Citing "almost non-existent" COVID positivity rates recorded in city schools by the end of last year, the mayor said the same precautions are in place across the system for the start of classes this year.
"We took every conceivable health and safety measure from around the world and used them all, creating the gold standard," de Blasio said, "using masks, the ventilation, the cleaning - you name it. And it worked."
The mayor also cited the fact that, unlike during the last school year, 65% of 12-17 year olds in the city have now received at least one dose of coronavirus vaccine.
COVID testing will consistent in every school biweekly, even though it's not mandatory. The mayor says he's confident this testing will provide enough of a sample size to ensure continued safety.
Schools Chancellor Meisha Porter says 234 school buildings damaged by the remnants of Hurricane Ida will be ready by Monday.
Facilities staff say all the system's 1,400 school buildings are COVID-ready.
They are taking a layered approach, as they did last year.
To ensure proper ventilation, custodians will measure airflow in classrooms.
At a show-and-tell during the mayor's briefing at City Hall, officials demonstrated air purifiers that will be used.
And the Department of Education says each school will be stocked with a 30-day supply of PPE.
The city is also requiring all adults who work in the school system be vaccinated.
The deadline for staff to get at least one dose of the vaccine is in 19 days.
That requirement remains a point of contention, because there is no "test out" option. And there are limited exemptions for people with religious and health issues.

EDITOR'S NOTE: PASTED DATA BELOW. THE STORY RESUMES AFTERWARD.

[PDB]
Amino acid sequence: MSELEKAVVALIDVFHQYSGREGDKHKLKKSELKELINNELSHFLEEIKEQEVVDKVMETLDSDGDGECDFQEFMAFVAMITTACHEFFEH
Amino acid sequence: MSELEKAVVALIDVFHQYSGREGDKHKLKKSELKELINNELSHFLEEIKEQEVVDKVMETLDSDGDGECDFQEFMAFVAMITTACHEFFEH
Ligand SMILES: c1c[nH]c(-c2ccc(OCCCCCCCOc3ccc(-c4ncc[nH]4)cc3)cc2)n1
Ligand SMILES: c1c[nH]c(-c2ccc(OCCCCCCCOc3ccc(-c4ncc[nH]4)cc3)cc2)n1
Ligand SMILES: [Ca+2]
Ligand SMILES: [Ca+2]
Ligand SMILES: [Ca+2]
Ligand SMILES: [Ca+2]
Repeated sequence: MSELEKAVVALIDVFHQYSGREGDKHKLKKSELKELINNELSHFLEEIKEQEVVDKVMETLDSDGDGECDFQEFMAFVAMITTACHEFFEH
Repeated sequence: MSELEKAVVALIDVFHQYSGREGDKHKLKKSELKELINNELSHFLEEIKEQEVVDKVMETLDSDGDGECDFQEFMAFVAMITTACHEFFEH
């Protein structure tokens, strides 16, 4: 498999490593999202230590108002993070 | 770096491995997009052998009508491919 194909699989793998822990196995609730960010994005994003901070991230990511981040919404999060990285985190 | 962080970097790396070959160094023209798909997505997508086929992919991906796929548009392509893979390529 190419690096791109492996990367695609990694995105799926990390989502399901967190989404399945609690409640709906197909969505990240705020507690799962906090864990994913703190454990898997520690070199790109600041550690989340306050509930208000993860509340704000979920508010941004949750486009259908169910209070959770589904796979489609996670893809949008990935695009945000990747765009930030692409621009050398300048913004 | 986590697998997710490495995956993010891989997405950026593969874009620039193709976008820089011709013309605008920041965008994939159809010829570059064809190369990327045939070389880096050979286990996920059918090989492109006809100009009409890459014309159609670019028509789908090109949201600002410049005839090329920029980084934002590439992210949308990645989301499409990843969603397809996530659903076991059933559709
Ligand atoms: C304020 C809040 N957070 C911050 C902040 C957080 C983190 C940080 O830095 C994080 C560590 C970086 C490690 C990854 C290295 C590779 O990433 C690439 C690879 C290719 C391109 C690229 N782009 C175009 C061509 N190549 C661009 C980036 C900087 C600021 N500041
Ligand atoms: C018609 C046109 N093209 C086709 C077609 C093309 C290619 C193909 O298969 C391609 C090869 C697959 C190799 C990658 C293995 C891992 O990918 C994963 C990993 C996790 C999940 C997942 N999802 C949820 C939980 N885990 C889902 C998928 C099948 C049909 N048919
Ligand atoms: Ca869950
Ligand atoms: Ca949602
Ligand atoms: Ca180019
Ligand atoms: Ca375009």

The issue between the city and the teachers union is how those who refuse to get the vaccine will be paid.
"If you're trying to remove someone from payroll because they are literally allergic to the compounds inside the vaccine, or their immune system is so compromised even though they're vaccinated they need a medical accommodation... the city's position is to remove them from payroll," said United Federation of Teachers President Michael Mulgrew. "That is disgusting, as far as I am concerned. And it does not follow the law."
The New York City Department of Education has responded, saying in part:
"The health and safety of New York City children and the protection of our employees is at the core of the vaccine mandate. We will continue to negotiate with the UFT to reach a successful agreement because that is what's best for our school communities."
Whatever the outcome, Porter maintains there will be no remote learning option this year.
"In-person learning is the best learning for all of our students," she said. "We are looking forward to having our principals and our school committees and the social workers that we've added to work very closely with families to get our children back in school."
Tajh Sutton said Wednesday during a protest outside City Hall that she won't be sending her 13-year-old son or 8-year-old daughter and she rallied for pushing for a fully remote option.
"A remote option serves the kids at home, but also kids in class, keeping class sizes small," Sutton said.
New York City teacher Annie Tan says she's worried with the delta variant raging.
"I thought I'd be a lifelong educator, but the pandemic has taught me that they don't care about us," Tan said. "They just really don't care about the students in the building, they just really need us for childcare really."
But Gov. Kathy Hochul disagrees.
"I don't believe remote learning is an option anymore, we will continue to work against that wherever possible," Hochul said.
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